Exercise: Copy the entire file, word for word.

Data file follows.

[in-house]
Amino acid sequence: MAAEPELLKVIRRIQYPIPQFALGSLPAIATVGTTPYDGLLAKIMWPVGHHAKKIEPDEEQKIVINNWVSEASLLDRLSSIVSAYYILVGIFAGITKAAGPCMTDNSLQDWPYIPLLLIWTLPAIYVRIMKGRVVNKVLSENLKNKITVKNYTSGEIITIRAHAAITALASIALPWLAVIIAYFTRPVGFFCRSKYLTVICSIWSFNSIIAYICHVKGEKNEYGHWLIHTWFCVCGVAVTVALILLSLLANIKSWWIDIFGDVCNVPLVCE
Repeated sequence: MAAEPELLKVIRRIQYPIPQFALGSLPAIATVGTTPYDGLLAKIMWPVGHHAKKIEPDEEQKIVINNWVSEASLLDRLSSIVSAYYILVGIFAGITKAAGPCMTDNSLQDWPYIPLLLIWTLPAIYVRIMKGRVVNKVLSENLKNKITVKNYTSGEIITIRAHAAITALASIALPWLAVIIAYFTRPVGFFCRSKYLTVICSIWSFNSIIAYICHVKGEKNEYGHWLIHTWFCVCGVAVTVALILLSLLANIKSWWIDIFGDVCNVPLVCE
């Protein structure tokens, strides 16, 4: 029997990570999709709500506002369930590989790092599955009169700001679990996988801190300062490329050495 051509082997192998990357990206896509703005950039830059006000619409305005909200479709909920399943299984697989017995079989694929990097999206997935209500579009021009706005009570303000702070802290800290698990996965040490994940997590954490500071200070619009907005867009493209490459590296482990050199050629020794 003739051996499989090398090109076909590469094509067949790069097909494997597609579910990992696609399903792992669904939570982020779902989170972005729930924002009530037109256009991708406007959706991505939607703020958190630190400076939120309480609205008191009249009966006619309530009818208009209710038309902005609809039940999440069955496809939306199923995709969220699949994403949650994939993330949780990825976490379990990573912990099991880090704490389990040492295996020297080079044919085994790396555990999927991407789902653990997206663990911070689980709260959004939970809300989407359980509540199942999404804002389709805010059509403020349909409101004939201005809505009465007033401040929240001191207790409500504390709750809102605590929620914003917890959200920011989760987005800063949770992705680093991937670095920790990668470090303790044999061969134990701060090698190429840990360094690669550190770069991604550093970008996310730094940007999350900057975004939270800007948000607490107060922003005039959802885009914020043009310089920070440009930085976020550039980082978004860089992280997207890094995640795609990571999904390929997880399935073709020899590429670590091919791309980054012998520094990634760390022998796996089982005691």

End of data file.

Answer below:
[in-house]
Amino acid sequence: MAAEPELLKVIRRIQYPIPQFALGSLPAIATVGTTPYDGLLAKIMWPVGHHAKKIEPDEEQKIVINNWVSEASLLDRLSSIVSAYYILVGIFAGITKAAGPCMTDNSLQDWPYIPLLLIWTLPAIYVRIMKGRVVNKVLSENLKNKITVKNYTSGEIITIRAHAAITALASIALPWLAVIIAYFTRPVGFFCRSKYLTVICSIWSFNSIIAYICHVKGEKNEYGHWLIHTWFCVCGVAVTVALILLSLLANIKSWWIDIFGDVCNVPLVCE
Repeated sequence: MAAEPELLKVIRRIQYPIPQFALGSLPAIATVGTTPYDGLLAKIMWPVGHHAKKIEPDEEQKIVINNWVSEASLLDRLSSIVSAYYILVGIFAGITKAAGPCMTDNSLQDWPYIPLLLIWTLPAIYVRIMKGRVVNKVLSENLKNKITVKNYTSGEIITIRAHAAITALASIALPWLAVIIAYFTRPVGFFCRSKYLTVICSIWSFNSIIAYICHVKGEKNEYGHWLIHTWFCVCGVAVTVALILLSLLANIKSWWIDIFGDVCNVPLVCE
């Protein structure tokens, strides 16, 4: 029997990570999709709500506002369930590989790092599955009169700001679990996988801190300062490329050495 051509082997192998990357990206896509703005950039830059006000619409305005909200479709909920399943299984697989017995079989694929990097999206997935209500579009021009706005009570303000702070802290800290698990996965040490994940997590954490500071200070619009907005867009493209490459590296482990050199050629020794 003739051996499989090398090109076909590469094509067949790069097909494997597609579910990992696609399903792992669904939570982020779902989170972005729930924002009530037109256009991708406007959706991505939607703020958190630190400076939120309480609205008191009249009966006619309530009818208009209710038309902005609809039940999440069955496809939306199923995709969220699949994403949650994939993330949780990825976490379990990573912990099991880090704490389990040492295996020297080079044919085994790396555990999927991407789902653990997206663990911070689980709260959004939970809300989407359980509540199942999404804002389709805010059509403020349909409101004939201005809505009465007033401040929240001191207790409500504390709750809102605590929620914003917890959200920011989760987005800063949770992705680093991937670095920790990668470090303790044999061969134990701060090698190429840990360094690669550190770069991604550093970008996310730094940007999350900057975004939270800007948000607490107060922003005039959802885009914020043009310089920070440009930085976020550039980082978004860089992280997207890094995640795609990571999904390929997880399935073709020899590429670590091919791309980054012998520094990634760390022998796996089982005691």